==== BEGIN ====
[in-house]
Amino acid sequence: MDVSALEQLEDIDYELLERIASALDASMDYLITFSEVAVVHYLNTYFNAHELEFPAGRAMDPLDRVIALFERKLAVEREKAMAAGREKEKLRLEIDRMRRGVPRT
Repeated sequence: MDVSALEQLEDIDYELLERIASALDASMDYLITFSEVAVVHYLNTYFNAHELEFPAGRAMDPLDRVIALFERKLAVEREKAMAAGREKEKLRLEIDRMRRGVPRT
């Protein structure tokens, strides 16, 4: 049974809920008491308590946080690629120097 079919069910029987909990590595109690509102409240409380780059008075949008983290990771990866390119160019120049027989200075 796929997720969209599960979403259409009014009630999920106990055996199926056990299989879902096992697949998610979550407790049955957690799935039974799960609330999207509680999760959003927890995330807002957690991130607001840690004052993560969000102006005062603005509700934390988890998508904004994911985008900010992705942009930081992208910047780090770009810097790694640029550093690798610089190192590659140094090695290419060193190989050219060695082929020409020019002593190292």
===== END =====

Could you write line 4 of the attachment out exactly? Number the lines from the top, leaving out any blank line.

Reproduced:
């Protein structure tokens, strides 16, 4: 049974809920008491308590946080690629120097 079919069910029987909990590595109690509102409240409380780059008075949008983290990771990866390119160019120049027989200075 796929997720969209599960979403259409009014009630999920106990055996199926056990299989879902096992697949998610979550407790049955957690799935039974799960609330999207509680999760959003927890995330807002957690991130607001840690004052993560969000102006005062603005509700934390988890998508904004994911985008900010992705942009930081992208910047780090770009810097790694640029550093690798610089190192590659140094090695290419060193190989050219060695082929020409020019002593190292």